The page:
Classicism celebrated in book on St. Louis architecture | Books
St. Louis Union Station, from the book “American City, St. Louis Architecture, Three Centuries of Classical Designs”. Photo by William Zbaren
Missouri Botanical Garden Museum and Library, from the book American City, St. Louis Architecture, Three Centuries of Classical Design. Photo by Willam Zharen
BY SARAH BRYAN MILLER •> 314-340-8249
The image on the cover of “American City: St. Louis Architecture: Three Centuries of Classic Design” isn’t what you’d expect from an elaborately photographed coffee table book with a title like this: it’s not the arch. It’s not a Union Station. It’s not the old courthouse.
Instead, it’s a photo of Intake Tower No. 2 in Mississippi at the Chain of Rocks Bridge, a lonely stone guard in the classic style in the middle of this huge waterway.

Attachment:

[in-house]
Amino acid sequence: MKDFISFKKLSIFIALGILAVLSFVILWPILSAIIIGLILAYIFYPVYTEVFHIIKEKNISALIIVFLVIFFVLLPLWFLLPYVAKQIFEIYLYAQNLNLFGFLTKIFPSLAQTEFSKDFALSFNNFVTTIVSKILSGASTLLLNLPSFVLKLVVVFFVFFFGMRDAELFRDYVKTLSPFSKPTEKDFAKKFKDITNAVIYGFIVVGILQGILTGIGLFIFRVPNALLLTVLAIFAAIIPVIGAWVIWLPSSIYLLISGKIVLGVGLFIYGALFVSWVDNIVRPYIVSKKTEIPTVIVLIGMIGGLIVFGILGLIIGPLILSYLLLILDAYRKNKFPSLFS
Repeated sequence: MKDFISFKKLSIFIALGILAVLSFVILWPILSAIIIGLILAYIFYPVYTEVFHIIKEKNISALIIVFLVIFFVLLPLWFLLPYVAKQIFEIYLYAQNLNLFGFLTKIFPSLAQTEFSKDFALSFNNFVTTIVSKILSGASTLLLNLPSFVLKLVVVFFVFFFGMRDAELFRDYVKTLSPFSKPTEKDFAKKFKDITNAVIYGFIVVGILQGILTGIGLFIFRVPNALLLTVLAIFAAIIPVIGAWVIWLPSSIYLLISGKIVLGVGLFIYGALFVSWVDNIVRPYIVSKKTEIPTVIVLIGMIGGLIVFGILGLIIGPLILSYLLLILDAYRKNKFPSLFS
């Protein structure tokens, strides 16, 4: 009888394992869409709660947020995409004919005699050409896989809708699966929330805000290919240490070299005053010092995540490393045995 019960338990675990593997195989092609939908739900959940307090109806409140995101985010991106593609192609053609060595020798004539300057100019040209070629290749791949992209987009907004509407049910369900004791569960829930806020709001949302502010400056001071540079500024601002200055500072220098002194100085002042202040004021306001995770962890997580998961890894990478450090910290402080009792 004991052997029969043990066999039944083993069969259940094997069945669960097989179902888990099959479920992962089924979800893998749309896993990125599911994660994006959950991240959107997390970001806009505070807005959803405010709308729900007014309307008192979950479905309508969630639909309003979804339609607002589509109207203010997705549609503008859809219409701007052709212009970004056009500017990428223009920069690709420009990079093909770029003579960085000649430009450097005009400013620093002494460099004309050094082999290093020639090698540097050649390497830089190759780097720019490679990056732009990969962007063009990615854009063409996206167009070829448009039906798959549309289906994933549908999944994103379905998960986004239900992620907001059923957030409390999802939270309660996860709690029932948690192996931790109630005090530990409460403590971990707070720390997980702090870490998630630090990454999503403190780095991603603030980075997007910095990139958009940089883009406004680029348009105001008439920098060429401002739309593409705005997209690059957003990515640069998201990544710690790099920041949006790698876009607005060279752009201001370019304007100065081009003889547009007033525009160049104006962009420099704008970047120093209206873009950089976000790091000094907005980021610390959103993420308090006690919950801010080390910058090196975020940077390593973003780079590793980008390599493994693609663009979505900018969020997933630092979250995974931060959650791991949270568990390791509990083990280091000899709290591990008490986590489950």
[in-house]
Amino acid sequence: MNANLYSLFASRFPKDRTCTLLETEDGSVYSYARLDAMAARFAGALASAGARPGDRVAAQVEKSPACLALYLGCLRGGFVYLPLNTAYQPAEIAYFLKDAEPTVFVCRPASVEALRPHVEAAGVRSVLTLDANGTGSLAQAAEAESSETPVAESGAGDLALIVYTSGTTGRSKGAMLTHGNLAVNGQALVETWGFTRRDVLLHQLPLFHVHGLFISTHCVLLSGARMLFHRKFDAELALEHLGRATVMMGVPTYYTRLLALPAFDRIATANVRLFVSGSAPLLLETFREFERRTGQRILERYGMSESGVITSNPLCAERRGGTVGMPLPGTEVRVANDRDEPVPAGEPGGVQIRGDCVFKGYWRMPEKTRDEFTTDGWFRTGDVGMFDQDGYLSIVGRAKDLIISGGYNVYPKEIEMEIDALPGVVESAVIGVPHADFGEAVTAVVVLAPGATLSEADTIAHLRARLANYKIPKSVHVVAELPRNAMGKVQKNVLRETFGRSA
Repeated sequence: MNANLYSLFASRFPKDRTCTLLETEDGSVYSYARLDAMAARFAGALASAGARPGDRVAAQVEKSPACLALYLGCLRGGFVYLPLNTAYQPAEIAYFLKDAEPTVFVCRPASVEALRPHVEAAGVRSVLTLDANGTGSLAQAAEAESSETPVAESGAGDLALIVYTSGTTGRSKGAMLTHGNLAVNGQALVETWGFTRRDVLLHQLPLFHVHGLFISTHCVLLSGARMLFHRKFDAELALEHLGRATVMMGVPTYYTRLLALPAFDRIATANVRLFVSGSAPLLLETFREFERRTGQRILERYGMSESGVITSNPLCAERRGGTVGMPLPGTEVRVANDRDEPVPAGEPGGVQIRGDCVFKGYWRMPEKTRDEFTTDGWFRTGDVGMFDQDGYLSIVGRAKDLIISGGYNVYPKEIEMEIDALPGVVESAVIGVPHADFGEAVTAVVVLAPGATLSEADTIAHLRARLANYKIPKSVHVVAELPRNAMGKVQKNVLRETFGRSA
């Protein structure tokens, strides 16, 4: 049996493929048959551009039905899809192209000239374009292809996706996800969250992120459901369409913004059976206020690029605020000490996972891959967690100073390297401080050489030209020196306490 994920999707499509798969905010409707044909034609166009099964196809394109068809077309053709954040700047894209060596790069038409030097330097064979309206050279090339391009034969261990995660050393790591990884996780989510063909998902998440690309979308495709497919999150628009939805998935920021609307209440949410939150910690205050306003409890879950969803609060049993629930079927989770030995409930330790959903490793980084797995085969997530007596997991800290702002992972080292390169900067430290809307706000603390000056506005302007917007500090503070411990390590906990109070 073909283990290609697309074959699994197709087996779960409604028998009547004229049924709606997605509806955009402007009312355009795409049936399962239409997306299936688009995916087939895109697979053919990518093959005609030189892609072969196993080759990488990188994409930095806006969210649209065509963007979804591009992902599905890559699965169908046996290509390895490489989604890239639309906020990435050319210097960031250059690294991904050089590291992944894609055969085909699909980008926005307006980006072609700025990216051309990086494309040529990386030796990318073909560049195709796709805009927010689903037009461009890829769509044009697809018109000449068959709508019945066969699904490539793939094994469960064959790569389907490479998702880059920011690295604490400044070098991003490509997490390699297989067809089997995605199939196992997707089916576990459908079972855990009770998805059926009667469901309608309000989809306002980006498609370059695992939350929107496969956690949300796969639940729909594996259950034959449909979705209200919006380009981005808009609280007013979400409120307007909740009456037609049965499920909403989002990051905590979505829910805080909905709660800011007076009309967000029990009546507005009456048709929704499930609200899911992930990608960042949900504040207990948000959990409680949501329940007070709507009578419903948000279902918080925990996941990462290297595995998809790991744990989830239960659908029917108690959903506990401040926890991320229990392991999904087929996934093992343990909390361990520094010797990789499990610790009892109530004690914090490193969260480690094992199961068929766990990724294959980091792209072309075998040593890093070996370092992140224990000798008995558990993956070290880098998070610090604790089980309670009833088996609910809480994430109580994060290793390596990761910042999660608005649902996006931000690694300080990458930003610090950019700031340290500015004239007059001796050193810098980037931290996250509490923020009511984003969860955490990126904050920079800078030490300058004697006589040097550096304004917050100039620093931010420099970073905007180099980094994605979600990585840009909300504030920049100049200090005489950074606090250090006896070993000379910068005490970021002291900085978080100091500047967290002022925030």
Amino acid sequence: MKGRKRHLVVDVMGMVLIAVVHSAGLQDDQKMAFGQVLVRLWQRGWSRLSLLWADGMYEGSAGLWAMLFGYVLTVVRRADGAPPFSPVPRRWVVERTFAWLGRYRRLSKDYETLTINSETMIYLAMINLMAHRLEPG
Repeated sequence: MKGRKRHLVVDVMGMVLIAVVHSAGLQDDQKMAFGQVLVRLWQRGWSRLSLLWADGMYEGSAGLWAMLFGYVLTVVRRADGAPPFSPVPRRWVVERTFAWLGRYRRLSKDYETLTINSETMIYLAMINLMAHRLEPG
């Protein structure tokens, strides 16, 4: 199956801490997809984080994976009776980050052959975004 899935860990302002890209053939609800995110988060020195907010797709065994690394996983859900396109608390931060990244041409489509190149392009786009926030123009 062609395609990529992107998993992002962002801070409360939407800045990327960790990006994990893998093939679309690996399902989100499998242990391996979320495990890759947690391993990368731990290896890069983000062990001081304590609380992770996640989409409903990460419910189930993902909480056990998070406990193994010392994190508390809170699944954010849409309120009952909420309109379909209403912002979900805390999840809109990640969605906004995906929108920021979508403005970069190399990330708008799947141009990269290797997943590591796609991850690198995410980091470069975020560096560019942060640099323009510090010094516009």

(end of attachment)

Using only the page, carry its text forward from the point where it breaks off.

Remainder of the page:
The photos of St. Louis-born William Zbaren, 58, are spectacular, with close-ups of building details and dramatically lit facades. The texts by Robert Sharoff (56) are colorful and informative. The two obviously work well together; In a phone interview from Chicago, they tended to finish each other’s sentences and they are passionate about St. Louis.
This is the second installment in the couple’s “American City” series. The first was Detroit. They are a freelancer with a few regular appearances including the New York Times and home and travel magazines.
During a mission in Detroit, Sharoff said, they were shaken by the beautiful skyscrapers of the Beaux Arts. Almost every (important) architect of the 20th century has built in Detroit at some point. “
Back in Chicago, they found that little had been written about them. “There are a million books on architecture in New York, Chicago, LA, but when you get to other places outside of these major population centers – Detroit, St. Louis, Cleveland – that have been major cities for decades, there is nothing.” they filled the void.